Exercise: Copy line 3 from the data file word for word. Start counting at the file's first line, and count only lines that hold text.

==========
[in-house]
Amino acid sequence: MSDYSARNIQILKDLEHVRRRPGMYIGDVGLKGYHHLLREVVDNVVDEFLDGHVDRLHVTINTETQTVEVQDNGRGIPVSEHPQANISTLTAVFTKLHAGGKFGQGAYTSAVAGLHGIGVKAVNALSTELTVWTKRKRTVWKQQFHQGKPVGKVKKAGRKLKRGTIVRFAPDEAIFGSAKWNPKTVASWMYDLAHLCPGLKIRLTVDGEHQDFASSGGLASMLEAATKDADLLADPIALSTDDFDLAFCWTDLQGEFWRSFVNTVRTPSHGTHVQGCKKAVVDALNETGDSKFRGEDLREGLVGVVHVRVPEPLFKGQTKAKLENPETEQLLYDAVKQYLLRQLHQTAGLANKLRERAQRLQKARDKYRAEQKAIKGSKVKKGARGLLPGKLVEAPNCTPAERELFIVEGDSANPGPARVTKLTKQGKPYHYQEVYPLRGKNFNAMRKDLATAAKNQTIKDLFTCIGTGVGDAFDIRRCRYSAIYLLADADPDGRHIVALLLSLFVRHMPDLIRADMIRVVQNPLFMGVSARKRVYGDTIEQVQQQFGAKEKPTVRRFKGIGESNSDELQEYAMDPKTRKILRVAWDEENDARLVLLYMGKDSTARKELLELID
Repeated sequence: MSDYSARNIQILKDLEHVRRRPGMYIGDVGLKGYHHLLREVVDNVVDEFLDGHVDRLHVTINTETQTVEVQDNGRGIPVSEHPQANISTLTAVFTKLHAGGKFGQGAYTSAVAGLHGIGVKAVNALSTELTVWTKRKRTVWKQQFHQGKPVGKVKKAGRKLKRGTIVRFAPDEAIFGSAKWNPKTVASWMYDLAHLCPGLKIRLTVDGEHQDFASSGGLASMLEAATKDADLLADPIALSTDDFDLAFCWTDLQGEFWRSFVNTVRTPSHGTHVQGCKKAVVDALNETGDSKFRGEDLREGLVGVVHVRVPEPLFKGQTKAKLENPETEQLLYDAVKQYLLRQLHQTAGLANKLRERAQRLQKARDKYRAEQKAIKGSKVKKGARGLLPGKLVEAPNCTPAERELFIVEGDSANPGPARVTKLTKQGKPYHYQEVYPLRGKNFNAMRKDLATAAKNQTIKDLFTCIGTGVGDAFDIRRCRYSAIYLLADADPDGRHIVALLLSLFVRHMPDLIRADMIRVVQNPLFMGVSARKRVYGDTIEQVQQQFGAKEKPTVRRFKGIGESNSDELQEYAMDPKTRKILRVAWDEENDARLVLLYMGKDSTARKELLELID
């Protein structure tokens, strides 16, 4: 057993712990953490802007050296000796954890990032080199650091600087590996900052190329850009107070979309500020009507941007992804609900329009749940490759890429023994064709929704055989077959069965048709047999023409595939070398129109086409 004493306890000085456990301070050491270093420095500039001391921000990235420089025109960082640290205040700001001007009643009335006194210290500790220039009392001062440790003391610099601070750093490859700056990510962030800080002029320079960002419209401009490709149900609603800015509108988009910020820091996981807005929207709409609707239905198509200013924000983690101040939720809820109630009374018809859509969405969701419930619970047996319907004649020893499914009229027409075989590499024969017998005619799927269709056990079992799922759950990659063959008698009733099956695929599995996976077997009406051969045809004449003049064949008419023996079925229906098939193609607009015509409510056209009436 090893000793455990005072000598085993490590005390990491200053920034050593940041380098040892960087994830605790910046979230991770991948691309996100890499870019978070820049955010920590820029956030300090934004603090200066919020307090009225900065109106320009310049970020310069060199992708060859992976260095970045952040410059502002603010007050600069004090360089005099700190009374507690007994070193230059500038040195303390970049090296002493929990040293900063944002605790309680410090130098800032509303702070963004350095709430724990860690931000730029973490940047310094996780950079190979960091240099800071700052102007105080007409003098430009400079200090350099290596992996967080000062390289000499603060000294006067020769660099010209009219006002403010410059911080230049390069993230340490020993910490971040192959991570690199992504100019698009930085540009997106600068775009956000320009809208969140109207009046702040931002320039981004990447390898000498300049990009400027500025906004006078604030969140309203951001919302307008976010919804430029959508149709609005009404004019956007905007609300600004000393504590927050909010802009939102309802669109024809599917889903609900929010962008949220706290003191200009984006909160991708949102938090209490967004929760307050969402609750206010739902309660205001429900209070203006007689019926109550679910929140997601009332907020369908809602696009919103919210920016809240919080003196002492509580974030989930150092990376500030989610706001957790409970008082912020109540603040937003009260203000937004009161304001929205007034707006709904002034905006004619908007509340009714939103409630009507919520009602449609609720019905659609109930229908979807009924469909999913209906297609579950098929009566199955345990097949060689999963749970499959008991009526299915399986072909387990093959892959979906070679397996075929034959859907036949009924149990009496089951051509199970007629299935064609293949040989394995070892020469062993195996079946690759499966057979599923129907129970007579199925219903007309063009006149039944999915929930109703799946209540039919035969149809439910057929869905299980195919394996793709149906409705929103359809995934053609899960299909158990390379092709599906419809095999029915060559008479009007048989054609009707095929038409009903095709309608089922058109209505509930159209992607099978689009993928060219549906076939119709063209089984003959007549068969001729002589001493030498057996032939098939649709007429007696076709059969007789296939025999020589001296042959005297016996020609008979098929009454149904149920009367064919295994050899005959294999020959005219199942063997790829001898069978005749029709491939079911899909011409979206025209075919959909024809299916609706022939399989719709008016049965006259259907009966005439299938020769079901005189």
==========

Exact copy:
Repeated sequence: MSDYSARNIQILKDLEHVRRRPGMYIGDVGLKGYHHLLREVVDNVVDEFLDGHVDRLHVTINTETQTVEVQDNGRGIPVSEHPQANISTLTAVFTKLHAGGKFGQGAYTSAVAGLHGIGVKAVNALSTELTVWTKRKRTVWKQQFHQGKPVGKVKKAGRKLKRGTIVRFAPDEAIFGSAKWNPKTVASWMYDLAHLCPGLKIRLTVDGEHQDFASSGGLASMLEAATKDADLLADPIALSTDDFDLAFCWTDLQGEFWRSFVNTVRTPSHGTHVQGCKKAVVDALNETGDSKFRGEDLREGLVGVVHVRVPEPLFKGQTKAKLENPETEQLLYDAVKQYLLRQLHQTAGLANKLRERAQRLQKARDKYRAEQKAIKGSKVKKGARGLLPGKLVEAPNCTPAERELFIVEGDSANPGPARVTKLTKQGKPYHYQEVYPLRGKNFNAMRKDLATAAKNQTIKDLFTCIGTGVGDAFDIRRCRYSAIYLLADADPDGRHIVALLLSLFVRHMPDLIRADMIRVVQNPLFMGVSARKRVYGDTIEQVQQQFGAKEKPTVRRFKGIGESNSDELQEYAMDPKTRKILRVAWDEENDARLVLLYMGKDSTARKELLELID